A cataract is a cloudiness or opacity in the normally transparent crystalline lens of the eye. This cloudiness can cause a decrease in vision and may lead to eventual blindness.

(Fig 3.6.)
Normal eye compared to an eye with a cataract.


The human eye has several parts. The outer layer of the eyeball consists of a transparent dome-shaped cornea and an opaque, white sclera.

The cornea and sclera help protect the eye. The next layer includes the iris, pupil, and ciliary body. The iris is the colored part of the eye and the pupil is the small dark round hole in the middle of the iris. The pupil and iris allow light into the eye. The ciliary body containsmuscles that help in the eye's focusing ability. The lens lies behind the pupil and iris. It is covered by a cellophane-like capsule. The lens is normally transparent, elliptical in shape, and somewhat elastic. This elasticity allows the lens to focus on both near and far objects. The lens is attached to the ciliary body by fibers (zonules of Zinn). Muscles in the ciliary body act on the zonules, which then change the shape of the lens. This process is called accommodation-the lens focuses images to help make vision clear. As people age, the lens hardens and changes shape less easily. As a result, the accommodation process becomes more difficult, making it harder to see things up close. This generally occurs around the age of 40 and continues until about age 65. The condition is called presbyopia. It is a normal condition of aging, generally resulting in the need for reading glasses.

The lens is made up of approximately 35% protein and 65% water. As people age, degenerative changes in the lens's proteins occur. Changes in the proteins, water content, enzymes, and other chemicals are some of the reasons for the formation of a cataract.

The major areas of the lens are the nucleus, the cortex, and the capsule. The nucleus is in the center of the lens, the cortex surrounds the nucleus, and the capsule is the outer layer. Opacities can occur in any area of the lens. Cataracts, then, can be classified according to location (nuclear, cortical, or posterior subcapular cataracts). The density and location of the cataract determine the amount of vision affected. If the cataract forms in the area of the lens directly behind the pupil, vision may be significantly impaired. A cataract that occurs on the outer edges or side of the lens will create less of a visual problem.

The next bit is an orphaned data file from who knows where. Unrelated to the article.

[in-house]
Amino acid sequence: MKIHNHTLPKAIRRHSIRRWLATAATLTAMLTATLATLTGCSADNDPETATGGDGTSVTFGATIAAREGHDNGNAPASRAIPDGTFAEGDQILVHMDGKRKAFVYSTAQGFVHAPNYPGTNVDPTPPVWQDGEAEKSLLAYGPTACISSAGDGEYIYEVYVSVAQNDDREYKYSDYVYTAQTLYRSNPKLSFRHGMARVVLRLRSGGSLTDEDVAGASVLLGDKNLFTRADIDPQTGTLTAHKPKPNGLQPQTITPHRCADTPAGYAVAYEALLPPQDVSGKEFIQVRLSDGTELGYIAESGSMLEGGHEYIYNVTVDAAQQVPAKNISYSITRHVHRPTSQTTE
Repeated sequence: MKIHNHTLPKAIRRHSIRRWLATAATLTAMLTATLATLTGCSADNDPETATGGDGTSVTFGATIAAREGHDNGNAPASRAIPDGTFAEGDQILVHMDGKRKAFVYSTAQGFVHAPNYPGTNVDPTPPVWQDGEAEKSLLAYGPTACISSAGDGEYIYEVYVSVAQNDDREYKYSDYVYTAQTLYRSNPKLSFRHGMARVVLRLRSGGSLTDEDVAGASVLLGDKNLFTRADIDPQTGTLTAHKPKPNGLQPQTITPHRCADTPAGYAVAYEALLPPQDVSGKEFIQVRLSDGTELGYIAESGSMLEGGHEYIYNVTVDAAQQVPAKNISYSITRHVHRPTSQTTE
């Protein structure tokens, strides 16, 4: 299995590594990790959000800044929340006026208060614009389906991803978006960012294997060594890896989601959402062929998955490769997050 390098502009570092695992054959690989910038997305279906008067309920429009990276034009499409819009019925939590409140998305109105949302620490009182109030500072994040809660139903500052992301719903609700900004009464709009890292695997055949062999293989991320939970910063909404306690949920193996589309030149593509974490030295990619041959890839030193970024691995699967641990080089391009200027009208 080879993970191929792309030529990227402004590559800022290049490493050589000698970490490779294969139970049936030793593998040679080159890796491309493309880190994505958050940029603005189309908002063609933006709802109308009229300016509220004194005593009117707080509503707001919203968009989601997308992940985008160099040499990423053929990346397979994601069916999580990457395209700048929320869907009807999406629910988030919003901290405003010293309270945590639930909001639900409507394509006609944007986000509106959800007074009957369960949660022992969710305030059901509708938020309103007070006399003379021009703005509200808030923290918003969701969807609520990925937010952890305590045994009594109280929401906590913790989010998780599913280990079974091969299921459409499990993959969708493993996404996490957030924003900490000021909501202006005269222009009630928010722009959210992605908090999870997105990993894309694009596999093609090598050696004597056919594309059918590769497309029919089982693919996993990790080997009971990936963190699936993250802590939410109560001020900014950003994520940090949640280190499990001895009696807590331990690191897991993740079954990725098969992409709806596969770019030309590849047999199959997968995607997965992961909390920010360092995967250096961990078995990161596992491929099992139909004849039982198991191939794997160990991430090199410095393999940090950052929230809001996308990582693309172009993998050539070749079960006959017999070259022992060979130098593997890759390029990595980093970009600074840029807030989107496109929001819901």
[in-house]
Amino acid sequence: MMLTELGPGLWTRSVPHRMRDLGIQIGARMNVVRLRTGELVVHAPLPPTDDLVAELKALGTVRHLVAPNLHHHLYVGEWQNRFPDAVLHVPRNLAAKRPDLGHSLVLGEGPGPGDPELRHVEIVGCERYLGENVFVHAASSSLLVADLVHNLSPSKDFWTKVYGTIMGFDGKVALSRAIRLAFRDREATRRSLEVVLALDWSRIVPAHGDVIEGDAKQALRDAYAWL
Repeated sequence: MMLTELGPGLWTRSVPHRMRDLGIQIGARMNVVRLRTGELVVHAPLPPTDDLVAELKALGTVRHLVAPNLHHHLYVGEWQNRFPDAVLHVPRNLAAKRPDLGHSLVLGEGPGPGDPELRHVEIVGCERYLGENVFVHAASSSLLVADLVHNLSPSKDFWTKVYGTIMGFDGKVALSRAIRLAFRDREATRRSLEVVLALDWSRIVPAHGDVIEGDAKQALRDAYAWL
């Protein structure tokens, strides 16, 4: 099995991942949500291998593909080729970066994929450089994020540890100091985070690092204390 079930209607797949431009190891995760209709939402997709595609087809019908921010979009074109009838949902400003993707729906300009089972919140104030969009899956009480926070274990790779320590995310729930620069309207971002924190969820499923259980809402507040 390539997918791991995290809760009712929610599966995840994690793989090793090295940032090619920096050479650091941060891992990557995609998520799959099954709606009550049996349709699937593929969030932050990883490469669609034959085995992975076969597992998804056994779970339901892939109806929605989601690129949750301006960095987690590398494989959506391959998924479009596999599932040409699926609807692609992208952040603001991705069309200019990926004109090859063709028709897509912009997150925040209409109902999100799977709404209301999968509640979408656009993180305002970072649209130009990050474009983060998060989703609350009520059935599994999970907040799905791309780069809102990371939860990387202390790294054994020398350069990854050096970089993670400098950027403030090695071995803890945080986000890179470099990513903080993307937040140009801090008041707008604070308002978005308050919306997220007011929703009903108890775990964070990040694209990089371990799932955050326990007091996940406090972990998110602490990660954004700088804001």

Cataracts in the elderly are so common that they are thought to be a normal part of the aging process. Between the ages of 52 and 64, there is a 50% chance of having a cataract, while at least 70% of those 70 and older are affected. In 2004, it was revealed that blacks are twice as likely to develop cataracts as whites. Cataracts associated with aging (senile or age-related cataracts) most often occur in both eyes, with each cataract progressing at a different rate. Initially, cataracts may not affect vision. If the cataract remains small or at the periphery of the lens, the visual changes may be minor.

Cataracts that occur in people other than the elderly are much less common. Congenital cataracts occur very rarely in newborns. Genetic defects or an infection or disease in the mother during pregnancy are among the causes of congenital cataracts. Traumatic cataracts may develop after a foreign body or trauma injures the lens or eye. Systemic illnesses, such as diabetes, may result in cataracts. Cataracts can also occur secondary to other eye diseases-for example, an inflammation of the inner layer of the eye (uveitis) or glaucoma. Such cataracts are called complicated cataracts. Toxic cataracts result from chemical toxicity, such as steroid use. Cataracts can also result from exposure to the sun's ultraviolet (UV) rays.

Causes and symptoms